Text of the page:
“If you get into a situation, for example, The Voice hasn’t yet made a representation on some important view and the Commonwealth hasn’t told The Voice and given it that chance—then legally it is entirely practical for someone to take a challenge to court to stop that action until The Voice has made a representation,” he told 2GB radio in March.

Reaction to Liberal Party’s Position

In response to Dutton’s announcement, Indigenous leader and legal academic Noel Pearson said he “couldn’t sleep last night.”

“I was troubled by dreams and the spectre of darkness, the Liberal Party’s Judas betrayal of our country,” he told ABC Radio on April 6.

“I see the leader of the Liberal Party, Mr. Dutton, as an undertaker,” he said. “Preparing the grave for Uluru. It’s a very sad day for Australia, that we can’t have bipartisanship.”

Members of the Mutitjulu Aboriginal community walk through the grounds in Mutitjulu, near Alice Springs, Australia, on July 6, 2007. (Ian Waldie/Getty Images)
Members of the Mutitjulu Aboriginal community walk through the grounds in Mutitjulu, near Alice Springs, Australia, on July 6, 2007. (Ian Waldie/Getty Images)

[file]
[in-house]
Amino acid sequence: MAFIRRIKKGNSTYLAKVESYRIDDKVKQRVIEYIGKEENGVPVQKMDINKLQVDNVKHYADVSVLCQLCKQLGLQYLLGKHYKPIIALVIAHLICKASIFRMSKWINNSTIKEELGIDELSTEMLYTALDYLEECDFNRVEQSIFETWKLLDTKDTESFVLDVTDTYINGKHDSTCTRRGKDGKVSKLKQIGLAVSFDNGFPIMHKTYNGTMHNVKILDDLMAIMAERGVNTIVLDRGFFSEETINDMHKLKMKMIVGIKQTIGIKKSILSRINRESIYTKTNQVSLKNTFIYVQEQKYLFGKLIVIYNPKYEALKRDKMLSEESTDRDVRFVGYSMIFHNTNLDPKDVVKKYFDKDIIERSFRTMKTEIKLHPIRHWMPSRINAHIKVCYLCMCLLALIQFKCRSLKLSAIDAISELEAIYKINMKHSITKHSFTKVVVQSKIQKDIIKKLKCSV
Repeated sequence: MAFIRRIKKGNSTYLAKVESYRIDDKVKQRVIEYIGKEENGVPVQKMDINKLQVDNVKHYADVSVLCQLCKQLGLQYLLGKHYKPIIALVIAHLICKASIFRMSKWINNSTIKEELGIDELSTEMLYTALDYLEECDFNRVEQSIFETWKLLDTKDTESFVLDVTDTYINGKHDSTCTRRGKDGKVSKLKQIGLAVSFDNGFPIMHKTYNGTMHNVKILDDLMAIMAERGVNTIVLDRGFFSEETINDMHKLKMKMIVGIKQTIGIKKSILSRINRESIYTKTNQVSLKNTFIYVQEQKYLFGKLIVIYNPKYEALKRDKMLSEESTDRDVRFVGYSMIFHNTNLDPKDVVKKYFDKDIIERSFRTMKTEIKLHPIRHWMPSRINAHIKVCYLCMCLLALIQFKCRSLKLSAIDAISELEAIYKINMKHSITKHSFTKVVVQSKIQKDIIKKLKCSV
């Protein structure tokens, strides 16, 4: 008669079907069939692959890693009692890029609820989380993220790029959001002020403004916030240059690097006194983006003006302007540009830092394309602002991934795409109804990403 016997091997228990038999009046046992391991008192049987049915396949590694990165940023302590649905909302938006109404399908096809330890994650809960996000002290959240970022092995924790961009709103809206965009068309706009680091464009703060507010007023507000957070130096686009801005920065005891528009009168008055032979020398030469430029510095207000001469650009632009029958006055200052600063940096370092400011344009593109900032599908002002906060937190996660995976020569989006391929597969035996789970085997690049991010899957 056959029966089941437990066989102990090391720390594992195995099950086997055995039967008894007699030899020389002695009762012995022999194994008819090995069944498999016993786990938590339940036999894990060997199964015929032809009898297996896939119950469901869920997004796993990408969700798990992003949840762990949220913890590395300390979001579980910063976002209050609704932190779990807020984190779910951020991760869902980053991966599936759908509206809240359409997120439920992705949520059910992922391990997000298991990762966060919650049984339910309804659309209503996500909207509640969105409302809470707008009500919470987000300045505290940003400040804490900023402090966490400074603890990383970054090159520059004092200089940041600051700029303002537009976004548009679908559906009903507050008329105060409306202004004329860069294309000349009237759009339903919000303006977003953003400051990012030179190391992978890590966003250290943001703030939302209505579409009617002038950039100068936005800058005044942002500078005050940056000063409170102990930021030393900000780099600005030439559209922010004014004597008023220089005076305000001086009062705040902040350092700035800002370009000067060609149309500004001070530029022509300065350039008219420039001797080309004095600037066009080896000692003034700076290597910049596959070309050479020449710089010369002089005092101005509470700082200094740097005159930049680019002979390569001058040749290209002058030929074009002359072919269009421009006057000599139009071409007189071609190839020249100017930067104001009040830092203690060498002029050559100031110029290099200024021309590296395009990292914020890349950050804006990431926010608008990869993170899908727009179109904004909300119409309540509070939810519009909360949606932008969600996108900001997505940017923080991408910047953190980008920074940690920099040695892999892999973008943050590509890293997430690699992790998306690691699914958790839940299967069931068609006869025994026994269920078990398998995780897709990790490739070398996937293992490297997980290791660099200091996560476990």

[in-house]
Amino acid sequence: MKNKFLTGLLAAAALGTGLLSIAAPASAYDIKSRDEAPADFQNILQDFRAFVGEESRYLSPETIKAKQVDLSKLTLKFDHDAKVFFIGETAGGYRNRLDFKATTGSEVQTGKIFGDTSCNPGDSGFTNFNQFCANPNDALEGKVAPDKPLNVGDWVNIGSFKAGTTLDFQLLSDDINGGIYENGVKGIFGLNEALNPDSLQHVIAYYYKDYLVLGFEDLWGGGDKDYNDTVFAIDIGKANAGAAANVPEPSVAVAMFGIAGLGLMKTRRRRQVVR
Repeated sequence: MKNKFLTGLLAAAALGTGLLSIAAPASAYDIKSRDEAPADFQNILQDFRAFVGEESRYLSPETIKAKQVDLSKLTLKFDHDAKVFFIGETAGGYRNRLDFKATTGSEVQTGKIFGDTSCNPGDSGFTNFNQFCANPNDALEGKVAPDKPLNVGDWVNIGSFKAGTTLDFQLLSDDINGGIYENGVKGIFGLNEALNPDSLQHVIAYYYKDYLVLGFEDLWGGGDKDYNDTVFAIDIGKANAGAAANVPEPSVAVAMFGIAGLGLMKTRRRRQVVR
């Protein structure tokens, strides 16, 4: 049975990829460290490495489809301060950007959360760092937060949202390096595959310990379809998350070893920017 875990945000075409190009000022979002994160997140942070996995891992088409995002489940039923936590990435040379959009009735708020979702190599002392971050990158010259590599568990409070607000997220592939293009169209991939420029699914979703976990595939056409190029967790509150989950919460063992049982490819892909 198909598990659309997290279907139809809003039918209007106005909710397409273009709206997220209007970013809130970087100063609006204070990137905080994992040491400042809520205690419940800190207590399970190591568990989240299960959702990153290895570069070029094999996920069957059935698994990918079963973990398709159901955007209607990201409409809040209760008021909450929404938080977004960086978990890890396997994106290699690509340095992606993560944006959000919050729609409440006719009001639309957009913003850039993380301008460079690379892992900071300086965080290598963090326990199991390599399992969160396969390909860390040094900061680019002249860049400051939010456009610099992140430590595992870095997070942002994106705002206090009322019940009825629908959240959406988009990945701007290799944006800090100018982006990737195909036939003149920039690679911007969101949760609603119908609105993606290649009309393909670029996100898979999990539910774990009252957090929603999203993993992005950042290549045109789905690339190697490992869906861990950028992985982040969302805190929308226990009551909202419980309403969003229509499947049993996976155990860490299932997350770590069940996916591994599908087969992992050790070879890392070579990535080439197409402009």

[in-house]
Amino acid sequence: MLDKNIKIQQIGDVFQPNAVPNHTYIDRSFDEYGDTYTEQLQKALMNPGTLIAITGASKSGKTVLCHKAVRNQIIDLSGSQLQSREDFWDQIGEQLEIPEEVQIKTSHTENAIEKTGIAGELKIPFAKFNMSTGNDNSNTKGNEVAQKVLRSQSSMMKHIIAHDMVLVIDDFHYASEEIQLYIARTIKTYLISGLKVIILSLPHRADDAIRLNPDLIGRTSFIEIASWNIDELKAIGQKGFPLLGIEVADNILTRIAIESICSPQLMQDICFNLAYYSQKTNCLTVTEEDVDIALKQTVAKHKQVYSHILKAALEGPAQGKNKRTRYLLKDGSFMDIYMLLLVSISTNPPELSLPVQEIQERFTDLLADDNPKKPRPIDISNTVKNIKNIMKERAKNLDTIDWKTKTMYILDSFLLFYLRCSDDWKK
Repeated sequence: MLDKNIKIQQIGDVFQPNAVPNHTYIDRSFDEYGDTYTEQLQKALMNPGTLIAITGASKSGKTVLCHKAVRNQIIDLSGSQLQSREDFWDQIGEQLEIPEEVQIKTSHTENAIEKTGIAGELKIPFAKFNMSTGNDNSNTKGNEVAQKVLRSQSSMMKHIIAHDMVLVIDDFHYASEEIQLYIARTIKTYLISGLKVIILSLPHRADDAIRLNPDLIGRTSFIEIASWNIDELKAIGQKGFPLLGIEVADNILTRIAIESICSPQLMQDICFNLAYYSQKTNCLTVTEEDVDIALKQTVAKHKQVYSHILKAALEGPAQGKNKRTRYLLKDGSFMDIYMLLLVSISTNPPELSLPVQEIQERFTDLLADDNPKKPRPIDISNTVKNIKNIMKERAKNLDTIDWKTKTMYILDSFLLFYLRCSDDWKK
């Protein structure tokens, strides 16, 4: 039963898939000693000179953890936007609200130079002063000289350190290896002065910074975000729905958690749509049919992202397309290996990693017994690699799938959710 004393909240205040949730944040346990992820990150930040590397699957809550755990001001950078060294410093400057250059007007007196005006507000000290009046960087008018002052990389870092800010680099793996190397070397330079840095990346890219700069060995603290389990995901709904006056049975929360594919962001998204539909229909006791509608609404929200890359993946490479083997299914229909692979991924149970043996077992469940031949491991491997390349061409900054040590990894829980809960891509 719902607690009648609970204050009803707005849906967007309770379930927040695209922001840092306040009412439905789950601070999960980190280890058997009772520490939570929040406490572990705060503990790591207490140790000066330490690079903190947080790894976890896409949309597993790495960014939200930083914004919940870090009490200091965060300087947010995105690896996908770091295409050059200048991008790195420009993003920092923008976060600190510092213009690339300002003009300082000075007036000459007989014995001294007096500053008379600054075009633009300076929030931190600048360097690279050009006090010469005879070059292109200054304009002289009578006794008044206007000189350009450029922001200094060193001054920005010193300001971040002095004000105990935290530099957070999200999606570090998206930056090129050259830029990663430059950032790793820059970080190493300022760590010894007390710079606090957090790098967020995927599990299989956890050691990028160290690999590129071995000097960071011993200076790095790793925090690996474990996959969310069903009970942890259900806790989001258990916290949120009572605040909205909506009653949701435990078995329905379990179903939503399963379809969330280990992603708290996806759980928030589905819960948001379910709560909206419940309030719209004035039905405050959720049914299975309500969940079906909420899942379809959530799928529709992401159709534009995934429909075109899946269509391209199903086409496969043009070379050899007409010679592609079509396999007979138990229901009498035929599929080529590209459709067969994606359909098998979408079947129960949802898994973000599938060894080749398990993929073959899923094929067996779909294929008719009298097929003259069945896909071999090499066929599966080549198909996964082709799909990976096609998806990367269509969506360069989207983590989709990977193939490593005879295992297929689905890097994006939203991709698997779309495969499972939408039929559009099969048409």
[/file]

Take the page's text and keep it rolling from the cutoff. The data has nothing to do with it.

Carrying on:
“But nevertheless, I am certain that every attempt to try and kill Uluru and bury it. It will not succeed the Australian people will rise to the historical opportunity we have to achieve conciliation at last.”

Meanwhile, Australian Greens leader Adam Bandt said the Liberals had “nothing to offer this country.”

“We’re starting to reckon with our past as we march towards a Treaty, but Peter Dutton is trying to ignite a culture war. Leave them behind. We’ve got more important things to do,” he wrote on Twitter.

While former Queensland Premier Campbell Newman welcomed the move.

“It’s an important stance for the [Liberal] Party and the LNP to stand against a racially divisive change to our Constitution,” he wrote on Twitter.

Daniel Y. Teng is based in Brisbane, Australia. He focuses on national affairs including federal politics, COVID-19 response, and Australia-China relations. Got a tip? Contact him at [email protected].
twitter
Related Topics